A challenge I have found when doing my own research is where to find sources. I began with a few books from the library and then scoured the footnotes, writing down any titles that seemed to be of relevance or made interesting points. One of which was the article ‘Mapping an Empire: Cartographic and Colonial Rivalry in Seventeenth-Century Dutch and English North America’ by Benjamin Schmidt, that I am going to discuss within this article.
For many thinking about the history of maps, it is the British Imperial map of 1886 that is referred to, mainly because of the grandeur and power symbolised within this map. It has increasingly become the icon when addressing the subject of maps especially when studying Imperial maps and the advance of scientific cartography. This is most likely because, when at it’s peak, Britain possessed almost a third of the world’s land surface and a quarter of the world’s population. I also will not dispute the fact that I have only ever attended British educational institutes, so there is an immediate bias to my learning. However, what the article brought to my attention, was that in the early modern period and especially the 17th Century, it was Dutch cartography that flourished. Many of the maps, globes and atlases produced in the Dutch Republic were of such high quality that they were produced in multiple languages (including Latin) and then distributed throughout Europe (554) and that British equivalents were merely imitations.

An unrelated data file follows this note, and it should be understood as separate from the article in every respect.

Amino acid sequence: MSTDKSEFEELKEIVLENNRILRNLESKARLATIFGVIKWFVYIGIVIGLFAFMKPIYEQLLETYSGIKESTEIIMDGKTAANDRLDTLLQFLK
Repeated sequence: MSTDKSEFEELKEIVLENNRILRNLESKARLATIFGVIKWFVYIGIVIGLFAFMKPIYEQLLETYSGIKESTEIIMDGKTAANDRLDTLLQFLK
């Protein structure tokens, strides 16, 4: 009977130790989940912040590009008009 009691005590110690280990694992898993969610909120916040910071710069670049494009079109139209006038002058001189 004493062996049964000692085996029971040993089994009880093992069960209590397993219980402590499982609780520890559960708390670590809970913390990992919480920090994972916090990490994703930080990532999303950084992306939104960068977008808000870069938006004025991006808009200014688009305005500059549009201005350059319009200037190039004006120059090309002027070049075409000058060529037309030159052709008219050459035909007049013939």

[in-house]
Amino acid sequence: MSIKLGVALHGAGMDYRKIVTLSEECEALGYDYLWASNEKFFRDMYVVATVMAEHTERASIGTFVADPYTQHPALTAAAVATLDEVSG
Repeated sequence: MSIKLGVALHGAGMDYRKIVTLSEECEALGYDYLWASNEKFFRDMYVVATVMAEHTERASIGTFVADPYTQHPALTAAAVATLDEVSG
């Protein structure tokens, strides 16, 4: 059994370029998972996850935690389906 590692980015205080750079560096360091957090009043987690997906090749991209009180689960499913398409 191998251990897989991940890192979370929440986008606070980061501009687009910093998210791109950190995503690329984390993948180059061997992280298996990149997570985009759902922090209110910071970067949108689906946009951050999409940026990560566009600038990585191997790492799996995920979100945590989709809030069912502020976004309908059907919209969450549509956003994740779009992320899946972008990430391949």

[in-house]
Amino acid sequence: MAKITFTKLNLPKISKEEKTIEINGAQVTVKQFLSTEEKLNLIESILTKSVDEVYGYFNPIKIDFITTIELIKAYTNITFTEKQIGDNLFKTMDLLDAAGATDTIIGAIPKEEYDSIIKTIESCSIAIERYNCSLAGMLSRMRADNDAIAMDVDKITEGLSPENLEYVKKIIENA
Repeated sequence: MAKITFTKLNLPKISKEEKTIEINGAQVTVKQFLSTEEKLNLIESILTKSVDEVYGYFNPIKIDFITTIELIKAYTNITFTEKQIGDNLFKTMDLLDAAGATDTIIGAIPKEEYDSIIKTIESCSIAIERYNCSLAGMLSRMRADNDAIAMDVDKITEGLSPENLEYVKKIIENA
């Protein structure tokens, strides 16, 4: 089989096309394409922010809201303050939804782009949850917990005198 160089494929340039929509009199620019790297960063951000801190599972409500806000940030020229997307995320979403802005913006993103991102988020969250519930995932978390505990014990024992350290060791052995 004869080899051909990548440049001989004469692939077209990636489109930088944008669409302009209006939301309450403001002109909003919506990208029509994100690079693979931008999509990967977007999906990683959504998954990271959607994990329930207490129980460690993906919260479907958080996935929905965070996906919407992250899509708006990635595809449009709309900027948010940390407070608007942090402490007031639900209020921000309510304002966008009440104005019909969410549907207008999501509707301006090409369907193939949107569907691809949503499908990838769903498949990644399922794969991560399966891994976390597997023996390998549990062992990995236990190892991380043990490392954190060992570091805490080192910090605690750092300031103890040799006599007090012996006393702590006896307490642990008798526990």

I have often found that when studying the history of maps, something that as a geographer is done less often than you might think, we skip from the 1500’s, with the introduction of longitude and latitude, briefly through the 1600’s with the evolution of the world map drawn with two hemispheres to the 1900’s and the introduction of the colonial map drawn using scientific understanding and the focus remains upon Britain mapping her colonies. Yet within the 17th century, England had relatively little experience in engraving, printing and disseminating maps, meaning that they could not compete with the cartographic trade coming from Amsterdam. (563) This is especially important when the Dutch Republic and England were fighting over control for a section of America that ultimately became New York. Moreover, it is important to understand the importance of Dutch maps in influencing map-making within a European context and what became of the British Imperial Map.
Initially, a map of ‘New Netherland’, in America, possessed recognisable Dutch names and therefore, geography supported the idea that this territory must be within Dutch possession. Because, of the cartographic power of the Dutch Republic and the fact that the English version of the maps of ‘New England’ were inferior, many then supported the Dutch claim that this territory belonged to them. (551-63) Even the English equivalent, produced during the early years of English control (1664-1674) was based upon Dutch model’s and borrowed decorative models from the Dutch series by Jansson-Visscher.
Yet the English equivalent pales significantly in comparison to Restitutio-Allard, which appeared after the Dutch recapture of the colony in 1673. The map’s ornate cartouche coupled with the famous “Restitutio” view of New Amsterdam lavishly declares the restoration of Dutch power. With the depictions of Athena, Hermes and the Maiden of Holland, this is one of the finest examples of 17th century cartographic art and emphasises how easily the Dutch could out-map the English. (568-70)
There are many similarities between the “Restitutio” map of 1673 and the Imperial map of 1886 that highlight the influence that Dutch cartography had within the world of map-making and global politics.
Schmidt, B. (1997). Mapping an Empire: Cartographic and Colonial Rivalry in Seventeenth-Century Dutch and English North America. The William and Mary Quarterly, 54(3), pp.549-578.